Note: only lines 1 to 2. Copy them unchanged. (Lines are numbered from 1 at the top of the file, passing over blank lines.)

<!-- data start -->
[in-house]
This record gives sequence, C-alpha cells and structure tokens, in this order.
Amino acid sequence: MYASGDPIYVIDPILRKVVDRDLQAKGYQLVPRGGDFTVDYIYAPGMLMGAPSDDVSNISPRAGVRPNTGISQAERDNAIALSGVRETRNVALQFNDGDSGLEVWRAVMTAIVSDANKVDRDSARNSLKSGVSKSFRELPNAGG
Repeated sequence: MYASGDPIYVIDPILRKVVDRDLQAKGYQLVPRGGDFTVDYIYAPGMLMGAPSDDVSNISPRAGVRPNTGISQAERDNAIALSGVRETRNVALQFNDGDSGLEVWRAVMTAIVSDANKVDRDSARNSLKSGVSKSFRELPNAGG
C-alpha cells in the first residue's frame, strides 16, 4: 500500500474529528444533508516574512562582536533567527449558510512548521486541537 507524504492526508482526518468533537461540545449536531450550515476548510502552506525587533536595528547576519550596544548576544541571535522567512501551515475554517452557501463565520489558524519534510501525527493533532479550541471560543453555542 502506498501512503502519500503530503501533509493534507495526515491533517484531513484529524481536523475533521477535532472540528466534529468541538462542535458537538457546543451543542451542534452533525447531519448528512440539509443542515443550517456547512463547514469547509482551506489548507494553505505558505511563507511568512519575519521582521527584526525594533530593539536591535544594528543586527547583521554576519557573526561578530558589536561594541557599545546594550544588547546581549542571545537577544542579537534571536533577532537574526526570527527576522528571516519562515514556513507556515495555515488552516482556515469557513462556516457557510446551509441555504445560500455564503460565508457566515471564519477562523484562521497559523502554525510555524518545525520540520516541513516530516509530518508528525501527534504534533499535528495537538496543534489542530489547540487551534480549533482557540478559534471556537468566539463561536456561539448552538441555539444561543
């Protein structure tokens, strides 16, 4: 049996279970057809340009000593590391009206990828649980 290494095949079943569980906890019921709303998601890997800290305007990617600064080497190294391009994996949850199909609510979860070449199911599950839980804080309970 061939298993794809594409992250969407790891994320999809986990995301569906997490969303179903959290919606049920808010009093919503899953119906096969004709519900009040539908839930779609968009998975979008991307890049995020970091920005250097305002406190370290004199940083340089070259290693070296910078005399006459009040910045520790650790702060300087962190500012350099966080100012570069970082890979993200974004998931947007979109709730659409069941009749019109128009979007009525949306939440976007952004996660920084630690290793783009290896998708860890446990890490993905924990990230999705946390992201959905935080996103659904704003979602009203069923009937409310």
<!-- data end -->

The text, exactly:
[in-house]
This record gives sequence, C-alpha cells and structure tokens, in this order.